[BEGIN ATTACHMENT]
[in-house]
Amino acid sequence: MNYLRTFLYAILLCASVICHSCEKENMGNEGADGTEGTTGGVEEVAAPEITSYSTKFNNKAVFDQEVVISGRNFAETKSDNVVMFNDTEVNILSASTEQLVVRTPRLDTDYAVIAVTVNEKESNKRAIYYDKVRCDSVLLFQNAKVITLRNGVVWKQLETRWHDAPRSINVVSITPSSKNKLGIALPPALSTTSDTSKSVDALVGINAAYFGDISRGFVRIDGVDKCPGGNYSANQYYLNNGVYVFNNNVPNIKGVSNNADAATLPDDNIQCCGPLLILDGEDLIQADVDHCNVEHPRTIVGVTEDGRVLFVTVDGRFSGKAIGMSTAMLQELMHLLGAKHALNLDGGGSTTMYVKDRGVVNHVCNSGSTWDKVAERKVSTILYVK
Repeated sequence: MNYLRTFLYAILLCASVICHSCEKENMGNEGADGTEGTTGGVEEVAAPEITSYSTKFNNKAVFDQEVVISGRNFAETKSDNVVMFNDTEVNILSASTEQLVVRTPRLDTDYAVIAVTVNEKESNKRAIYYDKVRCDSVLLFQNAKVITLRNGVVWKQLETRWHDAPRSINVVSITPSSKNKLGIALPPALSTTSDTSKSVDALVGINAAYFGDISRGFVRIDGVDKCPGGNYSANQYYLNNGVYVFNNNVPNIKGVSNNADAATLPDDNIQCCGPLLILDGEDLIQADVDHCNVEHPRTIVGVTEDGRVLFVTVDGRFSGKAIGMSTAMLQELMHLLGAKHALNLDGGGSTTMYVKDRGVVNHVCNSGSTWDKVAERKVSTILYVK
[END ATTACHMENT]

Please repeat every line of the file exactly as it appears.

[in-house]
Amino acid sequence: MNYLRTFLYAILLCASVICHSCEKENMGNEGADGTEGTTGGVEEVAAPEITSYSTKFNNKAVFDQEVVISGRNFAETKSDNVVMFNDTEVNILSASTEQLVVRTPRLDTDYAVIAVTVNEKESNKRAIYYDKVRCDSVLLFQNAKVITLRNGVVWKQLETRWHDAPRSINVVSITPSSKNKLGIALPPALSTTSDTSKSVDALVGINAAYFGDISRGFVRIDGVDKCPGGNYSANQYYLNNGVYVFNNNVPNIKGVSNNADAATLPDDNIQCCGPLLILDGEDLIQADVDHCNVEHPRTIVGVTEDGRVLFVTVDGRFSGKAIGMSTAMLQELMHLLGAKHALNLDGGGSTTMYVKDRGVVNHVCNSGSTWDKVAERKVSTILYVK
Repeated sequence: MNYLRTFLYAILLCASVICHSCEKENMGNEGADGTEGTTGGVEEVAAPEITSYSTKFNNKAVFDQEVVISGRNFAETKSDNVVMFNDTEVNILSASTEQLVVRTPRLDTDYAVIAVTVNEKESNKRAIYYDKVRCDSVLLFQNAKVITLRNGVVWKQLETRWHDAPRSINVVSITPSSKNKLGIALPPALSTTSDTSKSVDALVGINAAYFGDISRGFVRIDGVDKCPGGNYSANQYYLNNGVYVFNNNVPNIKGVSNNADAATLPDDNIQCCGPLLILDGEDLIQADVDHCNVEHPRTIVGVTEDGRVLFVTVDGRFSGKAIGMSTAMLQELMHLLGAKHALNLDGGGSTTMYVKDRGVVNHVCNSGSTWDKVAERKVSTILYVK